20. Siragusa S, Morice W, Gertz MA, et al. Asymptomatic immunoglobulin light chain amyloidosis (AL) at the time of diagnostic bone marrow biopsy in newly diagnosed patients with multiple myeloma and smoldering myeloma. A series of 144 cases and a review of the literature. Ann Hematol. 2011;90:101-6.
21. Shah KB, Inoue Y, Mehra MR. Amyloidosis and the heart: a comprehensive review. Arch Intern Med. 2006;166:1805-13.
22. Liu D, Niemann M, Hu K, et al. Echocardiographic evaluation of systolic and diastolic function in patients with cardiac amyloidosis. Am J Cardiol. 2011;108:591-8.
23. Dispenzieri A, Gertz MA, Kyle RA, et al. Serum cardiac troponins and N-terminal pro-brain natriuretic peptide: a staging system for primary systemic amyloidosis. J Clin Oncol. 2004;22:3751-7.
24. Dispenzieri A, Gertz MA, Kyle RA, et al. Prognostication of survival using cardiac troponins and N-terminal pro-brain natriuretic peptide in patients with primary systemic amyloidosis undergoing peripheral blood stem cell transplantation. Blood. 2004;104:1881-7.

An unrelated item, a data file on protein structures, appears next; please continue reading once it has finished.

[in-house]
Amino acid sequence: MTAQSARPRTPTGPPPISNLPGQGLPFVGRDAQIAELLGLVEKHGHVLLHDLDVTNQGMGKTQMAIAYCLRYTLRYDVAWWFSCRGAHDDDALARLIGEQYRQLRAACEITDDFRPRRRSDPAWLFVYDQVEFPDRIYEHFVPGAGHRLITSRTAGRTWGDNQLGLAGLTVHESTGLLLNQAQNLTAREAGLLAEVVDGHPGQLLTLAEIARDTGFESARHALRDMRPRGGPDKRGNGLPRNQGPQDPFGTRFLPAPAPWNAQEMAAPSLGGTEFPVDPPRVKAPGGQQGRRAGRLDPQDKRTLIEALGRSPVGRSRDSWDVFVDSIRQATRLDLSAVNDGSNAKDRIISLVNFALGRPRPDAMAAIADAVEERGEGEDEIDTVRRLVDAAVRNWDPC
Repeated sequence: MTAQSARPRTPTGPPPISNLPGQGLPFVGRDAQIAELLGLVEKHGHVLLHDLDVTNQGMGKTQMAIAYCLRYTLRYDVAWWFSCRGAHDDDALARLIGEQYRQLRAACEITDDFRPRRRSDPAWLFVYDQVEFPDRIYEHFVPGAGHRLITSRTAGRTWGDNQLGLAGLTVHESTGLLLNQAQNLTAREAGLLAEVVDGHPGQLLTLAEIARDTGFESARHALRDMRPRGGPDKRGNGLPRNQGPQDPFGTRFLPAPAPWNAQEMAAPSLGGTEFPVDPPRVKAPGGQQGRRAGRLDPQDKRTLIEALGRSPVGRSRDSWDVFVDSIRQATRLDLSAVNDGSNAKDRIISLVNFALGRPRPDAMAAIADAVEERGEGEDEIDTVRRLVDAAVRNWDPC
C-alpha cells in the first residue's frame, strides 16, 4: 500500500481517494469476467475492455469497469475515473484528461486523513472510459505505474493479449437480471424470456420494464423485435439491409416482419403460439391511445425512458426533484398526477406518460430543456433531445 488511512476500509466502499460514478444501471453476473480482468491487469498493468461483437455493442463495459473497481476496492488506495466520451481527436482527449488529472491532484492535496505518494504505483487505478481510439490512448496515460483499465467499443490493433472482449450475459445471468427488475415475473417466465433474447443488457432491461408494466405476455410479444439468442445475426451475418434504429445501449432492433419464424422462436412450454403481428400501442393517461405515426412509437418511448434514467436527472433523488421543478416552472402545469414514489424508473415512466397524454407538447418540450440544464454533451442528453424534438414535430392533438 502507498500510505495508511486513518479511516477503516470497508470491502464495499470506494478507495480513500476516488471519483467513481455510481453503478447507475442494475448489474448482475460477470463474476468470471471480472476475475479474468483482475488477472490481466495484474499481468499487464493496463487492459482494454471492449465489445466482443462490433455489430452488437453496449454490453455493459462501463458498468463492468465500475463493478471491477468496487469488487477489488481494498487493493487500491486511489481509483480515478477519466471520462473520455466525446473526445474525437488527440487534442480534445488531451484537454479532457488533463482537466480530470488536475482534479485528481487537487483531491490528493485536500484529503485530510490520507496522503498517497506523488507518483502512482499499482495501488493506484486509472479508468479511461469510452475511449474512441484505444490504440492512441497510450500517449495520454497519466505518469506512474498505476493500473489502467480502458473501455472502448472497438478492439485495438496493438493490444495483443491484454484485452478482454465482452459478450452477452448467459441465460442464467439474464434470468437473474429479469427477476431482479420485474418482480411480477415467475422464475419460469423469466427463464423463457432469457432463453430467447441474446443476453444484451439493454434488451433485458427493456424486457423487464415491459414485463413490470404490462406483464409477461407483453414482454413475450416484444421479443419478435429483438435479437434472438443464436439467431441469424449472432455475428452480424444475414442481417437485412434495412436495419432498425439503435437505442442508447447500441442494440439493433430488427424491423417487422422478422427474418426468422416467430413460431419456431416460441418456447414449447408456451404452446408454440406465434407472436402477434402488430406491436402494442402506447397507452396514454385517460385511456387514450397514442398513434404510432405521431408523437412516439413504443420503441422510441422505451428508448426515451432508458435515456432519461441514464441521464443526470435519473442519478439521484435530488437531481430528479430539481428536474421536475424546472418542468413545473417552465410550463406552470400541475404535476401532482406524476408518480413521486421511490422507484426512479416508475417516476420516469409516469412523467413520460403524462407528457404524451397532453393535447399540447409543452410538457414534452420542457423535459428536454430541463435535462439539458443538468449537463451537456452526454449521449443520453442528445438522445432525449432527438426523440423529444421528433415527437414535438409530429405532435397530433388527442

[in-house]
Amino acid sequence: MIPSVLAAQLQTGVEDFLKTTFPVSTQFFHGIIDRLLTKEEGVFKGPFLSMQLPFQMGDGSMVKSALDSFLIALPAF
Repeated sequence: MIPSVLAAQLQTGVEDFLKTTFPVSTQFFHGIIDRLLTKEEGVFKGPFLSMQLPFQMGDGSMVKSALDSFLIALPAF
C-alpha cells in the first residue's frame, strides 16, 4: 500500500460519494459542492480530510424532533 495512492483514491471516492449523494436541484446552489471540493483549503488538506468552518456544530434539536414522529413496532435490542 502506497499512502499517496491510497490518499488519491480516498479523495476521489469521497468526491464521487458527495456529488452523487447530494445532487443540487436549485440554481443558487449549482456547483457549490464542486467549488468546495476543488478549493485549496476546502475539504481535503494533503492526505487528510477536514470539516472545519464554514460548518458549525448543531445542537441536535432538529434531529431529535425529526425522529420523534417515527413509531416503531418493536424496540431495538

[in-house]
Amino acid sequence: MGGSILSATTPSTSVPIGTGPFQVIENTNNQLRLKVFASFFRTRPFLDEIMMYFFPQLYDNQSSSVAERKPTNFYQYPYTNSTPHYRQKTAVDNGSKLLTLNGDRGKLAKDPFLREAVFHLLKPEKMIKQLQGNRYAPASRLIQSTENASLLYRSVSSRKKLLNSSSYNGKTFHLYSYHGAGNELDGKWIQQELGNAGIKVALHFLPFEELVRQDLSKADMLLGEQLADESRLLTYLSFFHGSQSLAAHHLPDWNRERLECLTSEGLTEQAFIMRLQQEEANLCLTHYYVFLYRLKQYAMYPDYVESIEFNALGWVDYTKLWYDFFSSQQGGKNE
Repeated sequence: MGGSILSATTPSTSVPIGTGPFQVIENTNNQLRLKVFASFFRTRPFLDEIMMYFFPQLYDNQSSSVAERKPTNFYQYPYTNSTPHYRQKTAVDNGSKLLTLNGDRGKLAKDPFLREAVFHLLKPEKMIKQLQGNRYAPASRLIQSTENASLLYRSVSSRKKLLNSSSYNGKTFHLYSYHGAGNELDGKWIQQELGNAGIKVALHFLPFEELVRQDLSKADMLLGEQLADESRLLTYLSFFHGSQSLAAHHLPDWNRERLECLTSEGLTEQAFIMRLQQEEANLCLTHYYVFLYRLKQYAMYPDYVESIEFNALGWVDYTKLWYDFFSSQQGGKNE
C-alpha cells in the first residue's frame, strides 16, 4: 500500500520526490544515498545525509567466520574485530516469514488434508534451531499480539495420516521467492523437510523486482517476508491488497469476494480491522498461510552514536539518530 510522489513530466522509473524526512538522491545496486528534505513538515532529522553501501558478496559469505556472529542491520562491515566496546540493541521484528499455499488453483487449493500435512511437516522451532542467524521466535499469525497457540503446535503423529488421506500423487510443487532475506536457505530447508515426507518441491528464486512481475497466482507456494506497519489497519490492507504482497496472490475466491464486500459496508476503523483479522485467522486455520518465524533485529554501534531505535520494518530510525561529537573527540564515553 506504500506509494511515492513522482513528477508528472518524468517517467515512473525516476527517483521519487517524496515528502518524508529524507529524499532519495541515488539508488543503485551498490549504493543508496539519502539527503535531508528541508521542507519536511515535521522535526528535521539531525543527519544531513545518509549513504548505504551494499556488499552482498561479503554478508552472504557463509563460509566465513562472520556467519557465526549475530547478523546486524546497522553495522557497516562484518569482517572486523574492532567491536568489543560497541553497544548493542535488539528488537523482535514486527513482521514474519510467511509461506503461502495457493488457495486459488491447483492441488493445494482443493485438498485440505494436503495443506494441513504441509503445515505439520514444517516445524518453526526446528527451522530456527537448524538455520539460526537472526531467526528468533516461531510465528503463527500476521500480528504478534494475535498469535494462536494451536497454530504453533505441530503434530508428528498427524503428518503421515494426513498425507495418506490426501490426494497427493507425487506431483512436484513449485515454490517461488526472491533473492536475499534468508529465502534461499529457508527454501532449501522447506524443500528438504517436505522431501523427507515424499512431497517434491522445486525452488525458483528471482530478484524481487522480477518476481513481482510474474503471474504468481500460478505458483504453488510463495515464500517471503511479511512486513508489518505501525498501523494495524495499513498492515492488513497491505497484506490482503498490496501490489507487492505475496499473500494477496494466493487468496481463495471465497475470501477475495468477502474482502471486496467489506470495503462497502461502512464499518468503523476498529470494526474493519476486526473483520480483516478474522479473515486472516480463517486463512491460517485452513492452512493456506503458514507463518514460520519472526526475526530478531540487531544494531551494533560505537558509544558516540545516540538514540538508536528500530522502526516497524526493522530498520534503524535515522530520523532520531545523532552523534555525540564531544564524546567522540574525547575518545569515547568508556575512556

25. Palladini G, Barassi A, Klersy C, et al. The combination of high-sensitivity cardiac troponin T (hs-cTnT) at presentation and changes in N-terminal natriuretic peptide type B (NT-proBNP) after chemotherapy best predicts survival in AL amyloidosis. Blood. 2010;116:3426-30.
26. Gertz M, Lacy M, Dispenzieri A, et al. Troponin T level as an exclusion criterion for stem cell transplantation in light-chain amyloidosis. Leuk Lymphoma. 2008;49:36-41.
27. Dispenzieri A, Lacy MQ, Katzmann JA, et al. Absolute values of immunoglobulin free light chains are prognostic in patients with primary systemic amyloidosis undergoing peripheral blood stem cell transplantation. Blood. 2006;107:3378-83.